Week 6- The last “easy” week

Almost done with week 7, so I’ve got to get this post out there! Ack- I forgot how hard it is to stay on top of posting regularly to a blog! Also pictures. Apologies if you follow me on Instagram- you’ll likely see all the same photos because a) I’m usually talking too much during a run to remember to take any while we run and b) it’s too hard to take good pictures while running. I’m super impressed with all the Instagrammers who get good shots of themselves running- I have a pop-socket and everything- this shouldn’t be that hard. Anyway, I digress- onto the recap. (Week 6 was December 18-24)


Oh man- I was really appreciating this kick in the butt workout each Monday, this was my last one before I start heading to the track at 5:30s on Monday. The way boot camp works at Rain City Fit is you show up, they tell you what to do at 4 different stations, and 4 different exercises per station. You pick a station with some partners and then you work for a minute at an exercise. Switch at the timer and go through it twice. Sometimes at the 30 second mark you have to switch arms or legs or whatever, so a timer goes off every 30 seconds. You’ve got to make your movements count! After each round, before moving on to the next station, there’s a short break to grab a sip of water. I enjoy that there’s no counting reps, just getting the work in and moving on.

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This was a deloading week off of a one rep max that I guessed was appropriate. I had a feeling that all my 1 rep maxes were a little light- so I challenged myself in week 7 of training (see that post soon!). I ran a warm-up mile and 2 cool down miles at 8 min pace.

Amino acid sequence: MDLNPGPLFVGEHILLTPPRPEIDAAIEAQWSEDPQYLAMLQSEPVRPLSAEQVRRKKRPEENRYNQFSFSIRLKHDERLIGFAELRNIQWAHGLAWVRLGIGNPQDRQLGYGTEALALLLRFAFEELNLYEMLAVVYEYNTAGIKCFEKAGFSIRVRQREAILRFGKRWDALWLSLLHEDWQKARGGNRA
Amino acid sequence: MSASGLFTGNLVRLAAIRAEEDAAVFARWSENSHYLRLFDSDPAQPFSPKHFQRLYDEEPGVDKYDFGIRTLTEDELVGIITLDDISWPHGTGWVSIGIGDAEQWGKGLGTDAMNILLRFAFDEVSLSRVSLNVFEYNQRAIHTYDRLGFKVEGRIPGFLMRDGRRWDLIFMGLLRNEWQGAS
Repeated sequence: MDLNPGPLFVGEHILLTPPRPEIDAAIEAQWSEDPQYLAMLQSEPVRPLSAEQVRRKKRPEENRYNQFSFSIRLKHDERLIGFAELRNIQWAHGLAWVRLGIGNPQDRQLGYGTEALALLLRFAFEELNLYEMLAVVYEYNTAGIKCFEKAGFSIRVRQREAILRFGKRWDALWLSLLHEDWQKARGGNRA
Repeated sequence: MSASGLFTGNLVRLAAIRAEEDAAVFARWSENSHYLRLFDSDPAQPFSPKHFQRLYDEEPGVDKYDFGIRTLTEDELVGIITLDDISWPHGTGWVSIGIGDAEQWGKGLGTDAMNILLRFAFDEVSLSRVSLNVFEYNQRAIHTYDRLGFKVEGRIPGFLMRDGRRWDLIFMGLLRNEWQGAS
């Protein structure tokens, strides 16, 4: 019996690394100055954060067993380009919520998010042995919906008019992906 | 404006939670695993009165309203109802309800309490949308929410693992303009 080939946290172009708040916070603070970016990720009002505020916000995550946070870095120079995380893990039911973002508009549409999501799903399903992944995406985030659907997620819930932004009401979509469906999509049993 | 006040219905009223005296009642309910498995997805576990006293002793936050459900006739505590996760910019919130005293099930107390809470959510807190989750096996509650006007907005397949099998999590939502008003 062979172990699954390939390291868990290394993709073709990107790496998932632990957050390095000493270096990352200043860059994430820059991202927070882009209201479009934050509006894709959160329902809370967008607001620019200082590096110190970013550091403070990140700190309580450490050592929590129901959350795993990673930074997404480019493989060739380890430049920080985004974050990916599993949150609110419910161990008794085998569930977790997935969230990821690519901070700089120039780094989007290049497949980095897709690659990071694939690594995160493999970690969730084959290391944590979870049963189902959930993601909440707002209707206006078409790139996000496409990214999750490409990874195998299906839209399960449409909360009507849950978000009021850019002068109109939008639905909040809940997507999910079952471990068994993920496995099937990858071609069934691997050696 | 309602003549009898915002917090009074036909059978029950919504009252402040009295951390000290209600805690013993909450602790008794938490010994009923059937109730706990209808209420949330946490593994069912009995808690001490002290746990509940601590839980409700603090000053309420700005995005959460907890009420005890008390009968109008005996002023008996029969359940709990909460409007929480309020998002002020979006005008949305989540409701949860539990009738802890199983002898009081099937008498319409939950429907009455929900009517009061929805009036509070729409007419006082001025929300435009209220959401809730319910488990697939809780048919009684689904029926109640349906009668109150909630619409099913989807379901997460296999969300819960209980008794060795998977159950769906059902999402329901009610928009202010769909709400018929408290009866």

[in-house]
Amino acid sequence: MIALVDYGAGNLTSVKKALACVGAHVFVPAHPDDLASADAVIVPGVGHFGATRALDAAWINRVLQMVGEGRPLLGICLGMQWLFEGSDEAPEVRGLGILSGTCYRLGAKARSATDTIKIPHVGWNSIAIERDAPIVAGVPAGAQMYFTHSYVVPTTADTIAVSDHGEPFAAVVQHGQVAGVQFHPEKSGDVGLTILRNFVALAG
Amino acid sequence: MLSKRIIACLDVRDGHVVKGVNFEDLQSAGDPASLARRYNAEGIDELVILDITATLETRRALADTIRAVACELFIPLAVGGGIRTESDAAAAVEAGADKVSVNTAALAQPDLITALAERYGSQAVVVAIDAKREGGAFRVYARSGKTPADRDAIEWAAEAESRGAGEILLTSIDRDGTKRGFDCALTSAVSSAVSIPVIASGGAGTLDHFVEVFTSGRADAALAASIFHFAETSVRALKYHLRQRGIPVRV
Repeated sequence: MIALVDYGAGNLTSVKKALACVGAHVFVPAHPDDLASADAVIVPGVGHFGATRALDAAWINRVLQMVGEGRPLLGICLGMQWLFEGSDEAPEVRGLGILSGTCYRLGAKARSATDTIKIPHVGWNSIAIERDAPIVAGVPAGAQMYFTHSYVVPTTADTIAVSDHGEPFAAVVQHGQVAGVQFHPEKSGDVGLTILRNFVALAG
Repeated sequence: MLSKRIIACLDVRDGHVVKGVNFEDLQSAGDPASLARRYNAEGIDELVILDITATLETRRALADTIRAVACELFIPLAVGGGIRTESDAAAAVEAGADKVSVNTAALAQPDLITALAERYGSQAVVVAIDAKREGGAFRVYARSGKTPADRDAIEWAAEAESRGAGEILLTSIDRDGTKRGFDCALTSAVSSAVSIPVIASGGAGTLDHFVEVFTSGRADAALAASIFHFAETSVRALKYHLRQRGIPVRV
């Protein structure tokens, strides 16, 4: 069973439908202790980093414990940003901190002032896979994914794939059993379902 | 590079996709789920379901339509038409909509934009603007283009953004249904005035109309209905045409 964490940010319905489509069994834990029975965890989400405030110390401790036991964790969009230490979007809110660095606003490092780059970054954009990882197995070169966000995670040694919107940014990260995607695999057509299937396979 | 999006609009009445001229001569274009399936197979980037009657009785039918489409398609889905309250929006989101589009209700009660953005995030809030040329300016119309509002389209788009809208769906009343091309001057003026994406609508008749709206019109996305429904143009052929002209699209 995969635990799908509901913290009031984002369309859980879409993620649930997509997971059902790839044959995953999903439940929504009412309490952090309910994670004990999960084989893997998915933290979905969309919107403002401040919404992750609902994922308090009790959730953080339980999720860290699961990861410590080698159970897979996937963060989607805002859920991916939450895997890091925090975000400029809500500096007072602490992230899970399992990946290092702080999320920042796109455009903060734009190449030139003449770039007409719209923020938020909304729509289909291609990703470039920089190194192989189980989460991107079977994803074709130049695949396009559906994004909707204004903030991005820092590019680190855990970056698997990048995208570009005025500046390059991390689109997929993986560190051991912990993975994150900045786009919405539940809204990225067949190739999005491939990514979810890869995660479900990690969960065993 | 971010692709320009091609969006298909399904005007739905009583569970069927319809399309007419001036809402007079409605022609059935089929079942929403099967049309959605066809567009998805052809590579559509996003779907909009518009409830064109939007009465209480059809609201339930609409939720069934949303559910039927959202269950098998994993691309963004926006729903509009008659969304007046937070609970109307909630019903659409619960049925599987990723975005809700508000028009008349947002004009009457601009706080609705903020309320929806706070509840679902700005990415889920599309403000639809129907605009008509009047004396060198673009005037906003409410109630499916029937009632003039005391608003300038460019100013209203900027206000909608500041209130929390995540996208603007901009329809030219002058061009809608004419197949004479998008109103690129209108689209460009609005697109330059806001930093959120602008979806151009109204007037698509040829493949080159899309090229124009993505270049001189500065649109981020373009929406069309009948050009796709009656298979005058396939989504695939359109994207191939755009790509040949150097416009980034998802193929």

Wednesday- Wake-Up-Wednesday

Just kidding- I slept in and got zero miles. It was not going to happen. Happily, week 6 was my last week of going easy on myself. As I’ve mentioned, I wanted to give myself some relaxed training before heading into the uber-focused, nose to the grindstone type of workouts and weeks leading up to Boston. I gave myself this last out.

Thursday- Strength

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I love a good strength workout. Yeah, this only took eight and a half minutes, but it got my heart rate up and I feel like I’m doing some solid work. I warmed up 1 mile, and cooled down 2 at 8min pace.


I made it to what looks like will be my last FLUR of the season. I had forgotten that I scheduled boot camp in place of FLUR for each week so that I could fit in the track workouts on Monday. I had a delightful 6 miles chatting with Desiree, we moved along at a comfortable 8:12 pace. For some reason I was dreading this run, even on the drive over, but once I got started I felt great and miles smoothly passed by. This is the magic of group running.

Saturday Rise & Shine, plus a little extra for RunChatHunt

This was such an enjoyable run. Loka had set up a snowball run to get us all to the huge tree downtown for a photo by 8:15. I think my group hit the timing perfectly. Overall this morning plan went off without a hitch, 12 miles at 8 min pace. Only the hill up Freemont felt hard, and that’s a mile of running up a steep grade, so like I said when I finished it, when that hill starts to feel easy, I know I’ll be in great shape.


That evening, I convinced John and Grant to drive and run with me around a community called Olympic Manor so I could get my final RunChatHunt scavenger hunt finds. It was the only place I could find a nativity scene in Seattle!! Not even churches I run past have them! I mean, I know I shouldn’t be shocked by this, it is Seattle. We ended up doing 3 miles at 11:30 pace, John pushed the running stroller while I hunted and stopped to take a bunch of pictures.